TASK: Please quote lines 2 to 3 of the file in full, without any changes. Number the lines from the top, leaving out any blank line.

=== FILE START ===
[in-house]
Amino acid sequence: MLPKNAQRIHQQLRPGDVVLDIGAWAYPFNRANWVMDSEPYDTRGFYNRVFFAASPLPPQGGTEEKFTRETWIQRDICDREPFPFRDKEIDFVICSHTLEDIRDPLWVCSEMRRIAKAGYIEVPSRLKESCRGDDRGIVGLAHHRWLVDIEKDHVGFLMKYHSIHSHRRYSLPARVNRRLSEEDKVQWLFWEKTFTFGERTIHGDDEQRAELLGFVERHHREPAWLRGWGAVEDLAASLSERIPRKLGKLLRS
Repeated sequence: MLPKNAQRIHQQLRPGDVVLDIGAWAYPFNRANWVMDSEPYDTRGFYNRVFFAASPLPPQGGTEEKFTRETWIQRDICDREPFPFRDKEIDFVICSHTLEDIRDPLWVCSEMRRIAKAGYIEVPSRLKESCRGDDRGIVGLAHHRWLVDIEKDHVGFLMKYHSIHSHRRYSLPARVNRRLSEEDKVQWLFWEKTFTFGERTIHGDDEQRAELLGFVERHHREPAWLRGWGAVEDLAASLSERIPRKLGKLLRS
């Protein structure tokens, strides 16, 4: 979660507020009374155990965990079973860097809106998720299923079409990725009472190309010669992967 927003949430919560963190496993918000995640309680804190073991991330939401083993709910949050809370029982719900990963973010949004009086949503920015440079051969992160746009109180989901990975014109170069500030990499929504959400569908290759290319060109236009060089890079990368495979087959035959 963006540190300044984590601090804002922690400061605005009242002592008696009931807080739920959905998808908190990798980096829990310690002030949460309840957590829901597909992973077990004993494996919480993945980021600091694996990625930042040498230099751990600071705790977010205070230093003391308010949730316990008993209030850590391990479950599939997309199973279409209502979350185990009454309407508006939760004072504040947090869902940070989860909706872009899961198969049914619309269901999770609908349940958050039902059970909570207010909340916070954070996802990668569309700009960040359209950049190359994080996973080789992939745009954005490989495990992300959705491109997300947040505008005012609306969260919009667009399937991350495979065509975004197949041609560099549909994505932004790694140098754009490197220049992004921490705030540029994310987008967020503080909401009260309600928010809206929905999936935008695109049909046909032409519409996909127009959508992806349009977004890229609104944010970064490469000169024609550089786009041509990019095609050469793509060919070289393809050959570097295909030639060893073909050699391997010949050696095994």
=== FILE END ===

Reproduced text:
Amino acid sequence: MLPKNAQRIHQQLRPGDVVLDIGAWAYPFNRANWVMDSEPYDTRGFYNRVFFAASPLPPQGGTEEKFTRETWIQRDICDREPFPFRDKEIDFVICSHTLEDIRDPLWVCSEMRRIAKAGYIEVPSRLKESCRGDDRGIVGLAHHRWLVDIEKDHVGFLMKYHSIHSHRRYSLPARVNRRLSEEDKVQWLFWEKTFTFGERTIHGDDEQRAELLGFVERHHREPAWLRGWGAVEDLAASLSERIPRKLGKLLRS
Repeated sequence: MLPKNAQRIHQQLRPGDVVLDIGAWAYPFNRANWVMDSEPYDTRGFYNRVFFAASPLPPQGGTEEKFTRETWIQRDICDREPFPFRDKEIDFVICSHTLEDIRDPLWVCSEMRRIAKAGYIEVPSRLKESCRGDDRGIVGLAHHRWLVDIEKDHVGFLMKYHSIHSHRRYSLPARVNRRLSEEDKVQWLFWEKTFTFGERTIHGDDEQRAELLGFVERHHREPAWLRGWGAVEDLAASLSERIPRKLGKLLRS